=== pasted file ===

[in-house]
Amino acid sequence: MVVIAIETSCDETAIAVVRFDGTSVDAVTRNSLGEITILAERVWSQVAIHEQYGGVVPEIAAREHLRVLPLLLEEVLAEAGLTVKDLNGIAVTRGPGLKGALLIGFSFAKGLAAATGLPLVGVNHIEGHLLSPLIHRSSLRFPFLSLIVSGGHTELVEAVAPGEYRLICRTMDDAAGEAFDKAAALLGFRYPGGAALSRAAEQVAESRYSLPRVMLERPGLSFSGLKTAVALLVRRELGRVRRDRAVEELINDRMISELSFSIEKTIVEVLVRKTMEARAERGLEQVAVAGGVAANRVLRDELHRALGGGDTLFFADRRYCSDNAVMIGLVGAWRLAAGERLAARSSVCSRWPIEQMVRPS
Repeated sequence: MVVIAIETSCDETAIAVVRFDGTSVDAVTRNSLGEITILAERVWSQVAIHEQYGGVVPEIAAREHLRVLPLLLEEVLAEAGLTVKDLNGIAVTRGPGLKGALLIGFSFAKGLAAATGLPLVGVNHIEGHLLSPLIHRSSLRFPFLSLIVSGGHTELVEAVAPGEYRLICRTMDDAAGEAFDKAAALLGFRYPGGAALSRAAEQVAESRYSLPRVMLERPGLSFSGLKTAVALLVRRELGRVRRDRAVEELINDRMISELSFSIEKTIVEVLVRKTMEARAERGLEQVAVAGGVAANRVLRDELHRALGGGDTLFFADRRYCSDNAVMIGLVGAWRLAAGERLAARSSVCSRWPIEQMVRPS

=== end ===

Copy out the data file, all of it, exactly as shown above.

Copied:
[in-house]
Amino acid sequence: MVVIAIETSCDETAIAVVRFDGTSVDAVTRNSLGEITILAERVWSQVAIHEQYGGVVPEIAAREHLRVLPLLLEEVLAEAGLTVKDLNGIAVTRGPGLKGALLIGFSFAKGLAAATGLPLVGVNHIEGHLLSPLIHRSSLRFPFLSLIVSGGHTELVEAVAPGEYRLICRTMDDAAGEAFDKAAALLGFRYPGGAALSRAAEQVAESRYSLPRVMLERPGLSFSGLKTAVALLVRRELGRVRRDRAVEELINDRMISELSFSIEKTIVEVLVRKTMEARAERGLEQVAVAGGVAANRVLRDELHRALGGGDTLFFADRRYCSDNAVMIGLVGAWRLAAGERLAARSSVCSRWPIEQMVRPS
Repeated sequence: MVVIAIETSCDETAIAVVRFDGTSVDAVTRNSLGEITILAERVWSQVAIHEQYGGVVPEIAAREHLRVLPLLLEEVLAEAGLTVKDLNGIAVTRGPGLKGALLIGFSFAKGLAAATGLPLVGVNHIEGHLLSPLIHRSSLRFPFLSLIVSGGHTELVEAVAPGEYRLICRTMDDAAGEAFDKAAALLGFRYPGGAALSRAAEQVAESRYSLPRVMLERPGLSFSGLKTAVALLVRRELGRVRRDRAVEELINDRMISELSFSIEKTIVEVLVRKTMEARAERGLEQVAVAGGVAANRVLRDELHRALGGGDTLFFADRRYCSDNAVMIGLVGAWRLAAGERLAARSSVCSRWPIEQMVRPS